Along the way toward resolving this and gaining his loyalty you learn a bit about why Zaeed looks so weird, and discover that he really isn't a hooker with a heart of gold, he's a cold-blooded killer who will kill anyone who gets between him and his prize.
Of course, there are a few moments in the main game (particularly in these circumstances of trying to gain the loyalty of your crewmates) that BioWare pushes the Mass Effect dichotomy of Paragons and Renegades further than at any point in any of its other RPGs, and implies greater ramifications - something it has the luxury of doing with a third game still to come.
But Zaeed still represents something different: whether you choose to accept his behaviour or question his methods, it feels like a test of your moral leadership as well as a risk to his loyalty. And when you finally resolve his problem, for better or worse, his code of honour is laid bare for scrutiny.
Combat in The Price of Revenge, meanwhile, is much as you will have come to expect, although it does benefit from a couple of interesting layouts and environmental hazards that you won't see elsewhere in the game.
The real bonus though is Zaeed's recruitment itself, conferring as it does another powerful ally, who apart from fairly standard disruptor ammo and concussive shot abilities also has his own tactical advantages. And, perhaps more importantly, along the way you pick up a fancy flamethrower, which has surprising range and impressive stopping power.
Once he's on the crew, you can also visit Zaeed down on the maintenance level, where his quarters are piled up with the spoils of battle, and he's happy to ramble through the odd war story. BioWare may be running out of space on the ship for new crew members, but Zaeed arguably deserves his bunk, and represents a worthy download.
Normandy Crash Site
It's a bit of a shame that anyone who gleefully unwrapped their copy of Mass Effect 2, redeemed the Cerberus Network code and set about downloading the free add-ons before they began the game had to read the three words above in the process, as it does rather spoil the opening.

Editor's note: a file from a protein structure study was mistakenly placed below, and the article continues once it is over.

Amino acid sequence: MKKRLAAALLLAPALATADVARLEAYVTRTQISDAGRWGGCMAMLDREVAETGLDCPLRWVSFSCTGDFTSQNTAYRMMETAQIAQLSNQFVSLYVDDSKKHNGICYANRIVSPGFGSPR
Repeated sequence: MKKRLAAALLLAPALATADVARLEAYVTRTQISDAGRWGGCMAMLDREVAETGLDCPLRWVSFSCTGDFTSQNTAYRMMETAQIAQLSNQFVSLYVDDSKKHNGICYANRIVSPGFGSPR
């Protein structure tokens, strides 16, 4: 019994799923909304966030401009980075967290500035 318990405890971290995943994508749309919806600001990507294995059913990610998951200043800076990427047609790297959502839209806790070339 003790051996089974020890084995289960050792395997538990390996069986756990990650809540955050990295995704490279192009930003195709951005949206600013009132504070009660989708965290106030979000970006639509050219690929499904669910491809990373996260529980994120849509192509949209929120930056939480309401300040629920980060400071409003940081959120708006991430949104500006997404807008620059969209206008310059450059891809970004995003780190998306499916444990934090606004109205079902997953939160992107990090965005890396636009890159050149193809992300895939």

Oh well, hopefully you were spared that fate. Either way, once installed you receive an email from the Alliance encouraging you to visit the last resting place of the Normandy SR1 and find out what happened to the people who perished in the crash, and perhaps honour them while you're there.
It's a sombre occasion, despite my original hope that Navigator Pressly would have survived, tattooed leopard spots over 90 per cent of his body and gone feral, feeding off the scraps left behind and establishing a colony of elite wild men who you would have to bravely and compassionately loose the mortal coil with your particle beam and repeated use of Heavy Slam.
Unfortunately they haven't even turned into husks. All that remains is the broken, bony remains of the shattered Normandy and a lot of memories.
The ship has been split into pieces, half-buried in the snow, and visiting each one triggers a particular memory - the sight of Pressly grimly considering some calculations, for instance - and perhaps reveals a half-working data-pad, still home to touching snippets of entries reflecting on the shifting multicultural views of the former crew who, as mentioned, are sadly not around to go all Lord of the Flies.
In fact, there's no combat at all - just a bit of wandering around, placing a memorial, and then collecting 20 dogtags. In a sense, then, it's a dull fetch-quest with a few haunting images. But another way to look at it is this: what better way to salute the memory of the original Mass Effect, than by roaming around a lifeless plateau searching for a large number of meaningless items?
Turian Insignia. Never forget.
Plus, you can finally say a loving goodbye to the Mako, and that's surely enough to merit a few bytes of your disk.
Mass Effect 2's Cerberus Network comes free with the game and is also sold separately for people who bought ME2 second hand.